Sek Saroeun first read the Bible at a Phnom Penh bar where young girls were illegally sold for sex. Hamburgers were $1.00, draft beers were $1.50, and bigger bills could get you a companion for the night.
The Buddhist law student worked as a DJ at Martini Pub and had recently begun serving as an undercover informant for the Christian human rights group International Justice Mission (IJM). He scanned the room to scope out suspects as Michael Jackson boomed over the speakers. He cracked open a loaned copy of the Bible—a curiosity introduced to him through IJM—and began to make his way through it in the DJ booth.
Sek took part in the organization’s earliest sex trafficking investigations in Cambodia. The Southeast Asian country had turned into a cheap, shabby hotbed for sex tourism in the decades after its notorious genocide and resulting civil unrest. In 2003, IJM launched the first large-scale attempt to fix the Khmer kingdom’s public justice system that allowed pimps and pedophiles to go free.
Excited, disgusted, and afraid of being found out during his capital city spying, Sek repeated Romans 12:12 to himself: Be joyful in hope, patient in affliction, faithful in prayer. Over time, “fear led to longing; longing led to transformation that is unimaginable,” he told colleagues at an IJM conference a decade later, explaining how he became a Christian and the group’s top lawyer in Cambodia.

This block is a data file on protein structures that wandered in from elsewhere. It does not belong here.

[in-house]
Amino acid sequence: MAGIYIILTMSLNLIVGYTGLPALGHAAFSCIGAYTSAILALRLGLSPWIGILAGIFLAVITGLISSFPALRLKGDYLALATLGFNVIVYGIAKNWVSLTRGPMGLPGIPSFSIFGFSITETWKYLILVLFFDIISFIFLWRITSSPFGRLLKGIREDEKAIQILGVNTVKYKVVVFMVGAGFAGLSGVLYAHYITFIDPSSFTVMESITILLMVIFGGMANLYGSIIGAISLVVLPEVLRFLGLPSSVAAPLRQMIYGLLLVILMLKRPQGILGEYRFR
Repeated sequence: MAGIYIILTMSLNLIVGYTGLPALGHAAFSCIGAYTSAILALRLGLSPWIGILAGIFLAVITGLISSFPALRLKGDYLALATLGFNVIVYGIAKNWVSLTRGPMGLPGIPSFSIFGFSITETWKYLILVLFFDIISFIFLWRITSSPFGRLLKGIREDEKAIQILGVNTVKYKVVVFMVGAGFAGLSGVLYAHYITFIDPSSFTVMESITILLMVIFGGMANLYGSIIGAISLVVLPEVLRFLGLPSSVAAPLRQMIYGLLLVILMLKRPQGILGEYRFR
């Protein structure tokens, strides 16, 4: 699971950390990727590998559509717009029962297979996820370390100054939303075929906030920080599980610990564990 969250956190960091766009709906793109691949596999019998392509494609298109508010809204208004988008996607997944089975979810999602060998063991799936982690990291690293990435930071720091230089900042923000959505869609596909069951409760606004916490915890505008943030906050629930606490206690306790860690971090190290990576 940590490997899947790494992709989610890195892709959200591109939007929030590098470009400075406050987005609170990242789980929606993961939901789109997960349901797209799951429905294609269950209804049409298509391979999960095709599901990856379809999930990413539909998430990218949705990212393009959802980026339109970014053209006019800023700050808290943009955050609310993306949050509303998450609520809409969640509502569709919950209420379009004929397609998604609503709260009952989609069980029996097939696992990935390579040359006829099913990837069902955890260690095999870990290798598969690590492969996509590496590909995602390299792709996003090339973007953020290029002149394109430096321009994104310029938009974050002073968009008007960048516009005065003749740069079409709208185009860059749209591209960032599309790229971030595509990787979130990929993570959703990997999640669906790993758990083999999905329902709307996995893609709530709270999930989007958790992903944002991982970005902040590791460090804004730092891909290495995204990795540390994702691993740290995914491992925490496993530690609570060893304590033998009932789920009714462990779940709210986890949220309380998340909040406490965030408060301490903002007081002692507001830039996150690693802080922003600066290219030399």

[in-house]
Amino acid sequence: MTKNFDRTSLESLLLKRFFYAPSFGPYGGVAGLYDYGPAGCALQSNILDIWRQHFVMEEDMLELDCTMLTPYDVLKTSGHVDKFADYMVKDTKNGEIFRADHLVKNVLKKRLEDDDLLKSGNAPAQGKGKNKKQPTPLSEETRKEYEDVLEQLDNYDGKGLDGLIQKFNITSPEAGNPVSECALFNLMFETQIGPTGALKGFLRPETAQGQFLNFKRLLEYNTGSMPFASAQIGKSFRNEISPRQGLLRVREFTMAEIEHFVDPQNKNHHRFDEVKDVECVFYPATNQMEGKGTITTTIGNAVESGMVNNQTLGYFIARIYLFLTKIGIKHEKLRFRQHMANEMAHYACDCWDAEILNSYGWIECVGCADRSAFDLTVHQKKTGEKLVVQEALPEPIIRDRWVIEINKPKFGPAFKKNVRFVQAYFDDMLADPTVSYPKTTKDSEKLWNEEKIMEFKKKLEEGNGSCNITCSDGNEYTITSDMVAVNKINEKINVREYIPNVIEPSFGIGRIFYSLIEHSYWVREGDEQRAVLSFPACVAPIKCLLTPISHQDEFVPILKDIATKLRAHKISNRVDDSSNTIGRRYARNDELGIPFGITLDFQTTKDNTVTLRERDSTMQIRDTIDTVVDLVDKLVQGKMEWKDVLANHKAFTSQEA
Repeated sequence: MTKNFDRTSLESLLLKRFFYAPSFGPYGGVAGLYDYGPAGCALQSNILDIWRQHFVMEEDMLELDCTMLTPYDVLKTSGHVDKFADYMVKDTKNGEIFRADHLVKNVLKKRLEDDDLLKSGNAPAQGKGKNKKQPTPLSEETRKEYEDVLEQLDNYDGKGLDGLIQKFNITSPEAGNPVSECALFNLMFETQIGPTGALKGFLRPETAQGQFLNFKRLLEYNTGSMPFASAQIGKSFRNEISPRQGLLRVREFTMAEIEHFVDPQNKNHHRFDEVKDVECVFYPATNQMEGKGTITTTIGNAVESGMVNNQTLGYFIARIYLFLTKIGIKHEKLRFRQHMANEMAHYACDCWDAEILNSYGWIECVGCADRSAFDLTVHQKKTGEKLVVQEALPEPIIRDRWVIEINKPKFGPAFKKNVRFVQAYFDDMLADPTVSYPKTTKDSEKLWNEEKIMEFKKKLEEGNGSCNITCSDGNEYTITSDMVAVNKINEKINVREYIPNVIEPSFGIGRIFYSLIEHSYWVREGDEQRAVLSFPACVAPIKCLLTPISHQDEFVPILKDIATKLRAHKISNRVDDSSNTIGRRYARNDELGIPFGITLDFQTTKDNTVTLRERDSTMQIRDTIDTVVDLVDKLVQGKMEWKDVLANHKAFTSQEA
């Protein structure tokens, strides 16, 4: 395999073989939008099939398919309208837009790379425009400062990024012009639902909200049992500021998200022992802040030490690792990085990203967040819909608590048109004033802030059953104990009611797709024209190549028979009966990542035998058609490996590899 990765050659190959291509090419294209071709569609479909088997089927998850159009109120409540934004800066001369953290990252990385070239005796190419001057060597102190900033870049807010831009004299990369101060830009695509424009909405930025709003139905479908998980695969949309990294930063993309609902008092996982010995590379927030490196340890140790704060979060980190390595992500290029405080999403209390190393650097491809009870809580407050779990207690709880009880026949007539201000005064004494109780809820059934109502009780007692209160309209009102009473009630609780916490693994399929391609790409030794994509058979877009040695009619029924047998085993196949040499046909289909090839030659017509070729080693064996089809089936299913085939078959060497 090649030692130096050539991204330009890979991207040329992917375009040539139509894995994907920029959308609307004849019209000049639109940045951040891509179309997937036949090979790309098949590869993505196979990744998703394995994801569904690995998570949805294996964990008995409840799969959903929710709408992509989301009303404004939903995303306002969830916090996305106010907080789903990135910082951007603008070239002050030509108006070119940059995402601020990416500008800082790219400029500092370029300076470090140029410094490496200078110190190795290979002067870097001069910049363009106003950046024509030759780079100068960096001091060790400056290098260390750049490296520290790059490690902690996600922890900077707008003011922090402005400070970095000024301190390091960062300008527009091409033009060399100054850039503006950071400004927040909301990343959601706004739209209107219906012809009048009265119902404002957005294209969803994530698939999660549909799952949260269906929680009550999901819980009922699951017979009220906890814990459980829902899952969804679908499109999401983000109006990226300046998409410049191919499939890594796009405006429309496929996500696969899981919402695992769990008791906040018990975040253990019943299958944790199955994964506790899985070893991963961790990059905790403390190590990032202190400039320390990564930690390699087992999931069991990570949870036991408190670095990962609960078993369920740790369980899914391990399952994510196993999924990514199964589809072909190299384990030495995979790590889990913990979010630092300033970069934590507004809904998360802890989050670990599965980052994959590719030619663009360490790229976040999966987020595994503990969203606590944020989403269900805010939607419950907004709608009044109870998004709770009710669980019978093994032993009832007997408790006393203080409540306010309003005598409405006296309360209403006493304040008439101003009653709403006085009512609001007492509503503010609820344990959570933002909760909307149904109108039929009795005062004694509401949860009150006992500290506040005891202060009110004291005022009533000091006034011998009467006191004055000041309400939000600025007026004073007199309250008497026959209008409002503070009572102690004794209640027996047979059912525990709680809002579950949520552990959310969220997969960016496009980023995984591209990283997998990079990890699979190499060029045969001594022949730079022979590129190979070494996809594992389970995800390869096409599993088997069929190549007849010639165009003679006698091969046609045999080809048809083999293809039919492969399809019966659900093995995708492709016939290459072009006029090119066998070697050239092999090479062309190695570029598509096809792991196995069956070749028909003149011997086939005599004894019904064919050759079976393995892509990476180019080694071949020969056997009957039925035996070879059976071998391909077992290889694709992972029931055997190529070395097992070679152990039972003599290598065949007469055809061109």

“God didn’t just change me,” said Sek. “He also changed a family, a community, a nation.”
Between 2004 and 2015, Sek and his team watched the prevalence of underage girls in busy brothels, roadside massage parlors, and neon-lit karaoke bars steadily drop as they partnered with Cambodia’s anti-trafficking police and social services to rescue more than 500 victims and take about 140 child sex trafficking cases to court.
The result: In 2015, underage girls composed about 2 percent of women available for commercial sex in major cities—only a quarter of their share a few years earlier, according to IJM research. Before the project began, the Cambodian government estimated that girls under 18 accounted for as much as 30 percent of the industry.
Gray-haired foreigners on rented mopeds do still occasionally show up in Svay Pak, a dusty Phnom Penh suburb where girls younger than 10 used to offer themselves up to white men on the streets. But they can’t expect the same treatment anymore.
Along rows of tiny shops, Agape International Missions (AIM) has taken over brothels once raided by IJM, turning them into a church, clinic, shelter, and factory in an effort to revitalize the once-sordid area. “I have seen this community transformed. They used to say this is the armpit of Cambodia,” said Phal Sokunthy, who grew up in Svay Pak and now works as an operations assistant for AIM’s 300 staff members there.
Phal, his neighbors, and most of his countrymen have had to be “patient in affliction” their whole lives. After 1975 was declared Year Zero by the communist Khmer Rouge revolutionaries who took over the government, Cambodia emptied its cities, buried 1.7 million people (20% of the population) in a genocide against the educated and religious, and forced survivors to flee to border camps as civil unrest raged on.
Thus, a traumatized generation in a pummeled economy became fertile ground for exploitation to flourish in farms, factories, and brothels. But interviews with Cambodian church leaders, social workers, government officials, and trafficking survivors paint a picture of a changing landscape in recent years, with progress largely led by Christians. They see glimpses of hope in some of the country’s darkest places.